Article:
Friday, February 23, 2018

The Nuts and Bolts of Tuition Reimbursement

Based upon questions we have been fielding from parents recently, it may be time to revisit a subject that we first addressed in 2011 - how families can get reimbursed for private school tuition for their children who qualify for services under the Individuals with Disabilities Education Act (IDEA).

A good place to start this discussion is with understanding that parents have the right to enroll their child in any school they choose. Whether their child is a typical learner or a student with challenges, it is completely up to the parents to decide where and how they obtain their education (so long as they are, in fact, being educated, since attendance at a school or participation in an authorized home school program is mandatory). The issue in these situations is who will pay for this education.

It is also important to understand that states have a list of "approved private special education programs". The fact that these schools are "approved" means only that these programs meet certain criteria and follow certain rules - things like curriculum, school calendar, and participation in state testing. Local school districts that cannot meet the needs of a particular child may agree to place a student in one of these approved schools. The local district takes responsibility for the student's application and arranges to pay the tuition at this private approved school. [The state reimburses the local district for much of this tuition]. There is no cost to the family. Once the student is accepted into the approved private school, it  becomes the placement set forth in the student's IEP. 

Frequently, however, the local school district does not agree with the parents' contention that a particular student requires a private school in order to meet his or her needs. They offer an IEP that provides for the student to be educated in a public school, perhaps in a special class or with special supports. When that occurs and the parents believe that their child is not being provided with an appropriate public education - something universally referred to as FAPE (free, appropriate, public education), the parents may decide to enroll their child in a non-approved school that they believe will meet their child's needs. They may then file for a hearing before a state hearing officer to seek to have their tuition payments at the private school reimbursed to them. We recommend that the parents work with an attorney who is experienced in handling special education matters to represent them in the hearing.  Note that local school districts cannot and will not place a student in a non-approved private school, even if they think it would be helpful for the child.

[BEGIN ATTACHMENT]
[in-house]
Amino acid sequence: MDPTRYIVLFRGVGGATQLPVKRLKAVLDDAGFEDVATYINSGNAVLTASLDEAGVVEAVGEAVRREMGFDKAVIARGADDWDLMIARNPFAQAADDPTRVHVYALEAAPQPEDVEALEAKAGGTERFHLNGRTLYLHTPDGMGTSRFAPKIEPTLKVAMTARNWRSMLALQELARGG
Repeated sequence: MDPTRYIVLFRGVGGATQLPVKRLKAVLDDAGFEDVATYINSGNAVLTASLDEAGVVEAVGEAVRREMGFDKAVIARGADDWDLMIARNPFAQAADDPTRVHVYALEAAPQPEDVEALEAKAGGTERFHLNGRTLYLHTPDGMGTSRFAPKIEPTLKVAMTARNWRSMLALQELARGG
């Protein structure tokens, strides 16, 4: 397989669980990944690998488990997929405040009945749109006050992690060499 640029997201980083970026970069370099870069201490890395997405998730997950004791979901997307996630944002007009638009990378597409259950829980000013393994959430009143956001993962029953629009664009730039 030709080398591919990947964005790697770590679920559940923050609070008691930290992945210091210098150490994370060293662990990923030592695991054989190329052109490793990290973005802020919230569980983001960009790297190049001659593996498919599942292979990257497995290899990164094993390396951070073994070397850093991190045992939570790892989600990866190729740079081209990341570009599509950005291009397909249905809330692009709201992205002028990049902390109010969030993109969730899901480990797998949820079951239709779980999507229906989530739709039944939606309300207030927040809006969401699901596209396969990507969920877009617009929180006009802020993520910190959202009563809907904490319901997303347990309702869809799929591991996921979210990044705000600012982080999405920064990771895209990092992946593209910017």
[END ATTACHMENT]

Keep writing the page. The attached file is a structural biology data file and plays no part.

Under the IDEA, there is a three prong test, called the Burlington/Carter test, after two U.S. Supreme Court cases: Florence County. School. District. Four v. Carter and School Committee of Town of Burlington v. Department of Education of Massachusetts . 
  1. First, the local school district has the burden of establishing that their IEP, including the school setting, is appropriate. If they succeed in demonstrating this, then they will prevail at the hearing. 
  2. IF the district fails to establish that its IEP is appropriate, then the hearing officer will look to see whether the school in which the parents have enrolled their child is, indeed, an appropriate setting in light of the student's needs. Generally, a private special education school that works with students like the one at hand will be deemed appropriate. In contrast, a private general education program with little experience with students with disabilities will likely not be appropriate.
  3. Finally, the hearing officer will look at the equities, meaning that it will examine whether the parents have dealt fairly with the district by looking at the programs that the district suggested and not having signed a binding contract with a private school in advance of examining the programs the district recommends. Note, however, that the parents’ preference for a private school is not a bar to reimbursement.

Even parents who are successful at a hearing still must lay out the tuition and await reimbursement which can come more than a year after the fact, given the time involved in scheduling hearings (even without an appeal from the hearing decision by the district). And the hearing process needs to reoccur each year, unless the parties reach a settlement. There can be no guaranty that parents will be awarded reimbursement, although an experienced attorney looking at all the facts in a particular case can be helpful in weighing the likelihood of success. 

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